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South Africa retail giant Pick n Pay has in the last year worked closely with “at least” 10 startups on various projects that have been delivered into the business, says the retailer’s deputy CEO Richard van Rensburg.
“Tech startups are crucial to Pick n Pay’s technology strategy,” Van Rensburg told Ventureburn last week, in a set of emailed responses. He says over half of the retailer’s spend on innovation is with startups.
“We have recently completed re-platforming all our systems across the group , from in-store point-of-sale (systems) through logistics and distribution, buying, customer loyalty and finance. Our core business systems are up to date and stable and we now have the space to focus on new areas of innovation,” he said.
The former Ernst and Young partner, who has also run his own IT business, pointed out that for startups wanting to work with a particular big corporate, it is helpful to understand what phase of the technology renewal cycle the corporate is in.
‘Tech startups are crucial to Pick n Pay’s technology strategy’
He added that the startup sector in Cape Town is strong. “UCT, UWC and CPUT (universities) are producing outstanding quality graduates and this is attracting big tech companies to the city. This in turn supports the startup industry and it is becoming an increasingly important employer,” he added.
The fact that there is a fair amount of start-up funding in Cape Town helps stimulate the industry further, he said.
“As we enter the next wave of the digital revolution, demand for tech skills will continue to accelerate making the tech industry, and startups in particular, not only an important employer, but also an important force for change.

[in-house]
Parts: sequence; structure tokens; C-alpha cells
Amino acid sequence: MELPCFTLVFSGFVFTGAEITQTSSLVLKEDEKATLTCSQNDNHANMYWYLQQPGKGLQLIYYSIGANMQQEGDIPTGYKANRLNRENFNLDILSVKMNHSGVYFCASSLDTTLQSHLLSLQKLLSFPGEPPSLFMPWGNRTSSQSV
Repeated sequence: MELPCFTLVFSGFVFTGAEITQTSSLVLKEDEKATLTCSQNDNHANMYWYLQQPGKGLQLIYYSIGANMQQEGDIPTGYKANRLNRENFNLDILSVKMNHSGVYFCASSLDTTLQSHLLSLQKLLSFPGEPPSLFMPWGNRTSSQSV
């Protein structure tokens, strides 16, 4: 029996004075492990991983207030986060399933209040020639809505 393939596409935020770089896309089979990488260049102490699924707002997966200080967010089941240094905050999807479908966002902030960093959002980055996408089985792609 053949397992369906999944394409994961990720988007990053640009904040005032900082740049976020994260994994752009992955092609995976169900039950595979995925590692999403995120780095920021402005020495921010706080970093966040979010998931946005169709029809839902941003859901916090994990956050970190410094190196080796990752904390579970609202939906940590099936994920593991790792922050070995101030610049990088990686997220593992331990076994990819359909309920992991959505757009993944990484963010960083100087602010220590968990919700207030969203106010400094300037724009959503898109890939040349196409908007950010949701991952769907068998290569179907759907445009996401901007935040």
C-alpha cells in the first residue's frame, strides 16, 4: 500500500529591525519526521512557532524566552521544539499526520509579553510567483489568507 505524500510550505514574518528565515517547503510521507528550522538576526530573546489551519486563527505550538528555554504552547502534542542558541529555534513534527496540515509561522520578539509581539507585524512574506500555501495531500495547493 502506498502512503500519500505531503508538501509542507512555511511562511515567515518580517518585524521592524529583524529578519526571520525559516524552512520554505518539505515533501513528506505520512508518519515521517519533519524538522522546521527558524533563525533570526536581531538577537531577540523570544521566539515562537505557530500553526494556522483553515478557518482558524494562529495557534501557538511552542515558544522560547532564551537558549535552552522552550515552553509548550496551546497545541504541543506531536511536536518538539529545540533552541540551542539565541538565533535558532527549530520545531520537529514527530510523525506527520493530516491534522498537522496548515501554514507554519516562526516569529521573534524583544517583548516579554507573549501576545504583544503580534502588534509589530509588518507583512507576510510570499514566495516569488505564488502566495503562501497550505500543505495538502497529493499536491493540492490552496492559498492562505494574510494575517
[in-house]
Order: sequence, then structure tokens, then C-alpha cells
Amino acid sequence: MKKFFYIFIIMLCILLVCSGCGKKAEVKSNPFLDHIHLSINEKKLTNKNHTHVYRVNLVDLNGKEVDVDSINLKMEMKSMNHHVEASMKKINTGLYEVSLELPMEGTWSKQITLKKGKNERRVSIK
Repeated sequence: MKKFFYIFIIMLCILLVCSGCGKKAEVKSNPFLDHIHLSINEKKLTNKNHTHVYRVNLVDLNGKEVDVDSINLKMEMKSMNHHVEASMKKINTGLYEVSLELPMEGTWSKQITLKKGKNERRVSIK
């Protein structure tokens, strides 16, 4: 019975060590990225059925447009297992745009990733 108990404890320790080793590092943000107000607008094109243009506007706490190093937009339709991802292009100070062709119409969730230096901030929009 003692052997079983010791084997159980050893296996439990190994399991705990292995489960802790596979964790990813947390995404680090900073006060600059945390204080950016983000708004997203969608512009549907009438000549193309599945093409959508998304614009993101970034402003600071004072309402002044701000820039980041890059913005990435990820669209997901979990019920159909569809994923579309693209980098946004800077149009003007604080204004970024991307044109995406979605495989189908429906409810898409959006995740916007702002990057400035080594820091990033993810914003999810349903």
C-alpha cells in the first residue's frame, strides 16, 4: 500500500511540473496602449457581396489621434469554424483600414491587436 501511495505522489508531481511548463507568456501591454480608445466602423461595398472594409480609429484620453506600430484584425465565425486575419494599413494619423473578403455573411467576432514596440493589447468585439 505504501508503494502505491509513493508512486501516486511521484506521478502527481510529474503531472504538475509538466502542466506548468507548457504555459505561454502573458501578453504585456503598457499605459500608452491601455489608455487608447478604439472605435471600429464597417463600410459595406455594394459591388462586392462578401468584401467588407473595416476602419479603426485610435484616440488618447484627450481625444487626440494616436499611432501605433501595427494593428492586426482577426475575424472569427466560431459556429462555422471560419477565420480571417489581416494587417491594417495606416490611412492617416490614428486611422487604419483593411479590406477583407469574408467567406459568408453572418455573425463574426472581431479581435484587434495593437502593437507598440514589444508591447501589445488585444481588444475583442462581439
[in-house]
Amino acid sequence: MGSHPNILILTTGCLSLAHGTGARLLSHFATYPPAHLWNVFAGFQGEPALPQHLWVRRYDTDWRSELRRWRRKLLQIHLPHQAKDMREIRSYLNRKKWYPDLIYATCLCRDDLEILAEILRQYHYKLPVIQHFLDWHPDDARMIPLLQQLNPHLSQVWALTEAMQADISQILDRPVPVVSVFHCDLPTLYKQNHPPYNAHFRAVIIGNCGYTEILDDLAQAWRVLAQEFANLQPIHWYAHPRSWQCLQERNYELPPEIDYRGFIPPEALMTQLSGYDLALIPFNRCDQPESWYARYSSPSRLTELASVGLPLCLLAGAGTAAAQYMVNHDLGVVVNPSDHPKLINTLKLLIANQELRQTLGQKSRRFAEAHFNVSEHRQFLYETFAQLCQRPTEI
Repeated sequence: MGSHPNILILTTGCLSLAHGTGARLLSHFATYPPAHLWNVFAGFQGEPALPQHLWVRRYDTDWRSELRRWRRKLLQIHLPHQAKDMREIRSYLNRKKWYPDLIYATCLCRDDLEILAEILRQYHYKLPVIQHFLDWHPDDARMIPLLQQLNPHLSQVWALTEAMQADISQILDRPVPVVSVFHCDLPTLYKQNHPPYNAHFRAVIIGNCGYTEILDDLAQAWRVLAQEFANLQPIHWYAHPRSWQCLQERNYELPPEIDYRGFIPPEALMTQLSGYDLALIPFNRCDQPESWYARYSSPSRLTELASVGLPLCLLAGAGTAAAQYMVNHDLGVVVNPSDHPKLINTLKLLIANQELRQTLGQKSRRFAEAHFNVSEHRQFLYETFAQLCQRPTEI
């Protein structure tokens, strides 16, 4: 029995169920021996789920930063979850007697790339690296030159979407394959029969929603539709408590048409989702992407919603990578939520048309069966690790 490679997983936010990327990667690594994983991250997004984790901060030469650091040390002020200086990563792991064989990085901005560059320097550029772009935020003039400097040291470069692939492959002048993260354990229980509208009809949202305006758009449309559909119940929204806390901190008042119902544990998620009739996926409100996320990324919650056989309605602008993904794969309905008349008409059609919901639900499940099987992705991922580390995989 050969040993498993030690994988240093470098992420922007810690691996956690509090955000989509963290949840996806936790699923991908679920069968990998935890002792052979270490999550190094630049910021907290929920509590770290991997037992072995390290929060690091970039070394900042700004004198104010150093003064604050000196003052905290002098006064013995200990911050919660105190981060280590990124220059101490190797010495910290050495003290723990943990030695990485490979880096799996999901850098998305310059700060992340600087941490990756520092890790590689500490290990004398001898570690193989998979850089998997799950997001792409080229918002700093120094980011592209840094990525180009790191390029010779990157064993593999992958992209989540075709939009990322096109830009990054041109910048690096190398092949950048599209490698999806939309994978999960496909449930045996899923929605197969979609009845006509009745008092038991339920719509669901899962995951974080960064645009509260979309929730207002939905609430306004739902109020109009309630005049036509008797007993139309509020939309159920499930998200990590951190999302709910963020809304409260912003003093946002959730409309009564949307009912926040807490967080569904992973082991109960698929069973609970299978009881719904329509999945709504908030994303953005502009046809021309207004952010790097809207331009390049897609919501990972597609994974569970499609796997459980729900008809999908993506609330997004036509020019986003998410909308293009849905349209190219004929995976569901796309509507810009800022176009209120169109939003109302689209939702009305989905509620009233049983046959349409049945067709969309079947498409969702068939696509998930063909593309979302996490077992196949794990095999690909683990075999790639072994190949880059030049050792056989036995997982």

“Healthcare is a great example. Today the industry is expensive, inaccessible and unresponsive to the needs of the majority of South Africans. Technology will fundamentally change this picture over the next 10 years and startups will play an enormous role,” he says.
Van Rensburg is perhaps qualified to be talking on the issue. In 1996 he started an IT services company providing managed application solutions to the retail sector. “I sold out of the business in 2001 and spent 10 years in retirement growing up with my children during their school years,” he says.
He was appointed as a non-executive director of Pick n Pay in 2011 and moved to an executive role in 2012.
“The information systems division, online shopping, cellular, financial services and value-added services teams in Pick n Pay report to me. These teams together represent a wonderful arena to use technology to innovate solutions for our customers and the company,” he said.
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